Or you could just let him pay for the stupid wine that he wanted in the first place.

They go through the whole sniff-swirl-taste-drink-nod thing that wine people love to do, and the waitress pours both of us a glass. I sample mine.

It tastes like wine.

"Are you ready to order?" she asks, still smiling.

"We'll both take the filet mignon, medium rare," Todd says, and reaches for my menu.

I pull it back and look up at the waitress myself.

"Actually, I'd like the coq au vin, please," I tell her. This guy has already gotten me wine that's definitely too expensive. The hell I'm paying for dumb steak I don't want, too.

"The filet is better," Todd says, looking at me like I've just said that I'll be dining out of the dumpster.

"I'm not in a steak mood," I say,

"You should be."

I hand my menu back to the waitress and smile at her. Todd just shrugs.

"Your loss," he says, which I very much doubt, and drinks some more of his fancy wine.

He then launches into a one-sided conversation about golf. I have no opinions whatsoever on golf, so I drink my overpriced wine, nod sometimes, and think about what I'm going to tell Adeline about this date, since she set me up in the first place. Todd is her cousin's cousin's friend or something.

Our food comes. Todd slices his filet mignon like it's done him wrong, and I eat my chicken as politely as I can. When we're finder of things, but I can't. I hate feeling like I haven't paved my own way, like I don't deserve whatever I get.

I grab my purse and start fishing through it for my wallet. My palms are getting sweaty, and I feel like I just had four espressos instead of wine.

Two hundred and fifty dollars. Two. Fifty.

Still no Todd. There's a second panic, low and steady, eating at the bottom of my stomach but I ignore it because I really need to take one disaster at a time.

The waitress walks by. I'm now elbow-deep in my purse because my wallet has apparently migrated to the very bottom. I pull the thing onto my lap.

I shove some stuff around in there. Still no wallet, but I tell myself that of course I can't see it — it's dark in here, and besides, the interior of my purse may as well be an abandoned coal mine.

I still don't find it.

I start pulling stuff out.

An eyeshadow palette I've used exactly twice. A tube of mascara. A tube of mascara that has old do not use! written on the side. Three tubes of chapstick, a tube of tinted chapstick that's supposed to give you a healthy, vibrant glow but in fact does absolutely nothing, a bottle of Advil, and a water bottle cap.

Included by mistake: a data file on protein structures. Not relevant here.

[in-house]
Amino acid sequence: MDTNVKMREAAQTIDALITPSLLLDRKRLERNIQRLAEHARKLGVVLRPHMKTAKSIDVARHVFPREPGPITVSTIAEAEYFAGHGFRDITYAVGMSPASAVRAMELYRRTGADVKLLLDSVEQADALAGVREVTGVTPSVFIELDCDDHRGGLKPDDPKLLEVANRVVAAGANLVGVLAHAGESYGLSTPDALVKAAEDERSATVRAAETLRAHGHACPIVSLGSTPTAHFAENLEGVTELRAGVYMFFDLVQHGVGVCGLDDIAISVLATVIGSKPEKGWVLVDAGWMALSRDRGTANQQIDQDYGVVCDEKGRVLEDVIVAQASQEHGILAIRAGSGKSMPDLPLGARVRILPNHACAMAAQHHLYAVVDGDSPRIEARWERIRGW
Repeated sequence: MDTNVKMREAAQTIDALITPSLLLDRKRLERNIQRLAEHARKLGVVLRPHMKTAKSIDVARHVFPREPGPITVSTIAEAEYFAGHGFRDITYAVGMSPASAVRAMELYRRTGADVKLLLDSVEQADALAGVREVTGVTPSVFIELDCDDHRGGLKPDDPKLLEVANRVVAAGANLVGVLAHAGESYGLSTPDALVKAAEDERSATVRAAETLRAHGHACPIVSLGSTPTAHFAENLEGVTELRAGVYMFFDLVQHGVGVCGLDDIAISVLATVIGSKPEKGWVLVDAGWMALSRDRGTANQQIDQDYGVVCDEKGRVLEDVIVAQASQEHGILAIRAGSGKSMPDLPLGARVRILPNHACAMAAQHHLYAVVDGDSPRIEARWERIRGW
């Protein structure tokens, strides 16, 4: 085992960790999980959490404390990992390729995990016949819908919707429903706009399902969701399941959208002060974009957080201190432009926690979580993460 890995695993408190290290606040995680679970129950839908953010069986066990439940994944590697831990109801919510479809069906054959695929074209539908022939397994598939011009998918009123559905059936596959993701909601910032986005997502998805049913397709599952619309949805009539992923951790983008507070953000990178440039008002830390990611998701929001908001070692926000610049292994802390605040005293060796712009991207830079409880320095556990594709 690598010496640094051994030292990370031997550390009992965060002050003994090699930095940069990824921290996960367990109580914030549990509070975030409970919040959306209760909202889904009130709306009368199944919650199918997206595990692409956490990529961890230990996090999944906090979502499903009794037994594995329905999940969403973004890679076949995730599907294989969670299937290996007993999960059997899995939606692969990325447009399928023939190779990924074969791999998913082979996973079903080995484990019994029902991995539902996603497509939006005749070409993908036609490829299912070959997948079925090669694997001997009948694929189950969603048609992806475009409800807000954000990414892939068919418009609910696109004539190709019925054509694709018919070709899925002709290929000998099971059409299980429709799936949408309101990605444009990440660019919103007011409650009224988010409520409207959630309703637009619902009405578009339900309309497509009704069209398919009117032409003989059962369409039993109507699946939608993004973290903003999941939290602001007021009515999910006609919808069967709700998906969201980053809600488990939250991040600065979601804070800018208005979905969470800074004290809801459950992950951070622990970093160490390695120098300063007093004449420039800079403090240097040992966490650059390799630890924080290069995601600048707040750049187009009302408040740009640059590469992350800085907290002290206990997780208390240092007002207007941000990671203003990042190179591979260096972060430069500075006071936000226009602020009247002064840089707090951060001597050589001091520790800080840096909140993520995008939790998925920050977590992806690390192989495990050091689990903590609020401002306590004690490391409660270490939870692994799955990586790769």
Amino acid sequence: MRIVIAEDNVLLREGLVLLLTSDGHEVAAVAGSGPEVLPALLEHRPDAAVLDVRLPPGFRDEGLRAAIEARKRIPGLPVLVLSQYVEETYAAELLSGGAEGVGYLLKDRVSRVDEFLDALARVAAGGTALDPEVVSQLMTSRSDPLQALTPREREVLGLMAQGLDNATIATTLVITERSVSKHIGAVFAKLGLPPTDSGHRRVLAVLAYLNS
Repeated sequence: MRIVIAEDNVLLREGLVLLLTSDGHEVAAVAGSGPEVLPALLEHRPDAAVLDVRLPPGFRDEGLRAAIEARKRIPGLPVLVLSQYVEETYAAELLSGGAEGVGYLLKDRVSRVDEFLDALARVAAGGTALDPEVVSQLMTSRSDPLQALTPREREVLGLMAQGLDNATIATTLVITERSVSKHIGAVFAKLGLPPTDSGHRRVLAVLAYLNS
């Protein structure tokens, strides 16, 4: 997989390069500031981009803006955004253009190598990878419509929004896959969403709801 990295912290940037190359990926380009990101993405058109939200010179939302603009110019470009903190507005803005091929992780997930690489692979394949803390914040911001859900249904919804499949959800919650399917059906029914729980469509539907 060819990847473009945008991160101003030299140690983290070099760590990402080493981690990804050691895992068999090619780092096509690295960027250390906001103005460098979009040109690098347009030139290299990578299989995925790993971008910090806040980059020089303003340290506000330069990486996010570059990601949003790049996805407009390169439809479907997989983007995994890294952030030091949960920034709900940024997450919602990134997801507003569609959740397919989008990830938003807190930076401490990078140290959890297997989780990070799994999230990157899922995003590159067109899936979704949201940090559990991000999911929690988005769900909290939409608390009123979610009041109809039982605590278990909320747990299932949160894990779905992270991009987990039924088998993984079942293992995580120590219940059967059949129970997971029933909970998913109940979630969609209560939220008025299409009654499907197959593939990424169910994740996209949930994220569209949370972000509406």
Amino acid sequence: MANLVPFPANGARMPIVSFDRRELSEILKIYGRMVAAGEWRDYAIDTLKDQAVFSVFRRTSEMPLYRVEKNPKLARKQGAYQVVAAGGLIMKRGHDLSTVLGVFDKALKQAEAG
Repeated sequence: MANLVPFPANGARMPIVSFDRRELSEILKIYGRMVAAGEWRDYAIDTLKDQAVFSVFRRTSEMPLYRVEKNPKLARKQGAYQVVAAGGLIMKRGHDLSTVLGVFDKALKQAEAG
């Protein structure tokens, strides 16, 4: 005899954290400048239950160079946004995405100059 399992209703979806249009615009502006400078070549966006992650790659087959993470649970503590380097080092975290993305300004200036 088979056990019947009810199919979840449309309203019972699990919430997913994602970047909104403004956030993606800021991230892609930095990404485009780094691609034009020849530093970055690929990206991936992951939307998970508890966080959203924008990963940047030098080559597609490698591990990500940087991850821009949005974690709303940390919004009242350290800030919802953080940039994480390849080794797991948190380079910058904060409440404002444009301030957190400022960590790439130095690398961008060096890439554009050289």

No wallet.

One earring. Foundation. A plastic bangle bracelet. Eyeliner. A pack of unopened index cards, two dry-erase markers, and a tiny notebook that's rubber-banded shut. A used paperback copy of East of Eden and also a used paperback copy of Shopaholic Takes Manhattan, because I'm a woman of complicated tastes.

Still no wallet. Still no Todd.

I'm panicking. My insides are tied in knots, and my hands are trembling with the adrenaline that's shooting through my veins as I think this can't be happening again and again.

No wallet means asking Todd to cover the whole bill. No wallet means I'm not the self-sufficient go-getter I like to think I am. No wallet means relying on someone else's kindness, and I already know that the price tag for Todd's kindness isn't one I'm willing to pay.

I paw through everything on the table. I pat down the lining of my purse and run my hands over the straps, just in case my wallet has wormed itself into a strip of leather one inch wide.

It's not there. My whole body is hot with embarrassment. I ignore the sidelong glances from the couple at the next table over as I shove everything back into my purse and wait, trying to slow my heart.

I look at my phone to text Adeline again about my hilarious date mishap and realize it's been ten minutes since Todd went to the bathroom.

Well, he's either dead or gone.

Or playing Candy Crush on the toilet because he's a rude jerk.

I flag the waitress down. Politely.

"I'm so sorry," I start, meaning I'm sorry for what I'm about to ask, and also, I'm sorry in general about Todd. "My date went to the bathroom about ten minutes ago and hasn't come back, and I'm starting to worry he's had some sort of emergency. Could you ask someone to go check?"

I'm talking way, way too fast, my words coming out in a frantic rush. Her eyebrows knit together in a look of waiterly concern, and she glances back at the bathrooms, like maybe we'll both get lucky and he'll waltz out at this exact moment, looking only slightly worse for wear.